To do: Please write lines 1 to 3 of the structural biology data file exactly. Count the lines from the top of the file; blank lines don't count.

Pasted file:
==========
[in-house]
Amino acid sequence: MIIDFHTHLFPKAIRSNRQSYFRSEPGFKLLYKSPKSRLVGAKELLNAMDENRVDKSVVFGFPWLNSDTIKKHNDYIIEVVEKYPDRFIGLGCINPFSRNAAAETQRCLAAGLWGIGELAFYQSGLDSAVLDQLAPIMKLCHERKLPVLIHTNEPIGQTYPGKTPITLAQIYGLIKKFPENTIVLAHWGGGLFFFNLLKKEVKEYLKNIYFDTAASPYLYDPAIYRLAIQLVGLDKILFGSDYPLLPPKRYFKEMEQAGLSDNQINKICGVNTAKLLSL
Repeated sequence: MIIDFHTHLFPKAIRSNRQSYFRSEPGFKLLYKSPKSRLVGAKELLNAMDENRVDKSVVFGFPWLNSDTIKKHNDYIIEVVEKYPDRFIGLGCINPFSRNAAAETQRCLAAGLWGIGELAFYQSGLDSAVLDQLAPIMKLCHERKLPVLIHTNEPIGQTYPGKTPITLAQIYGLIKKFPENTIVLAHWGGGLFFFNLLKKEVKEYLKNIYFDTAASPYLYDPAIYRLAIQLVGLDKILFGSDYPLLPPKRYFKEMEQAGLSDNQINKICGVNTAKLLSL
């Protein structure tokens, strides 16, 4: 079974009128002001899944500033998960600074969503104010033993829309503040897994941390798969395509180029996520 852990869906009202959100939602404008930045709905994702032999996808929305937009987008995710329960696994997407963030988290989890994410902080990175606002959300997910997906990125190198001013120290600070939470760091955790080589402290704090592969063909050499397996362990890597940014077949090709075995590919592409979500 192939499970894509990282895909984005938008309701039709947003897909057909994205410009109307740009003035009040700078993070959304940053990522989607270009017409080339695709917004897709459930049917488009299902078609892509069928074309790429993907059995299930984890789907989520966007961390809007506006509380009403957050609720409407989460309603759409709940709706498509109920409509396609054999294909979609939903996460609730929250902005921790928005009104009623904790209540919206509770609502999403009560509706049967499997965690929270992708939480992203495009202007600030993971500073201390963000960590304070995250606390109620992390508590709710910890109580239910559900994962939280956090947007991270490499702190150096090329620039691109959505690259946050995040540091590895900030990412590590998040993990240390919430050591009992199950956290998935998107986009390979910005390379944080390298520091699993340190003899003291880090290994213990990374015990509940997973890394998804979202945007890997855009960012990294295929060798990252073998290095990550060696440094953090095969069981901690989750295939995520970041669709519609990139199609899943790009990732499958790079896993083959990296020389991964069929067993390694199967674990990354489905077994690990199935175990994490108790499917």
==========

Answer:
[in-house]
Amino acid sequence: MIIDFHTHLFPKAIRSNRQSYFRSEPGFKLLYKSPKSRLVGAKELLNAMDENRVDKSVVFGFPWLNSDTIKKHNDYIIEVVEKYPDRFIGLGCINPFSRNAAAETQRCLAAGLWGIGELAFYQSGLDSAVLDQLAPIMKLCHERKLPVLIHTNEPIGQTYPGKTPITLAQIYGLIKKFPENTIVLAHWGGGLFFFNLLKKEVKEYLKNIYFDTAASPYLYDPAIYRLAIQLVGLDKILFGSDYPLLPPKRYFKEMEQAGLSDNQINKICGVNTAKLLSL
Repeated sequence: MIIDFHTHLFPKAIRSNRQSYFRSEPGFKLLYKSPKSRLVGAKELLNAMDENRVDKSVVFGFPWLNSDTIKKHNDYIIEVVEKYPDRFIGLGCINPFSRNAAAETQRCLAAGLWGIGELAFYQSGLDSAVLDQLAPIMKLCHERKLPVLIHTNEPIGQTYPGKTPITLAQIYGLIKKFPENTIVLAHWGGGLFFFNLLKKEVKEYLKNIYFDTAASPYLYDPAIYRLAIQLVGLDKILFGSDYPLLPPKRYFKEMEQAGLSDNQINKICGVNTAKLLSL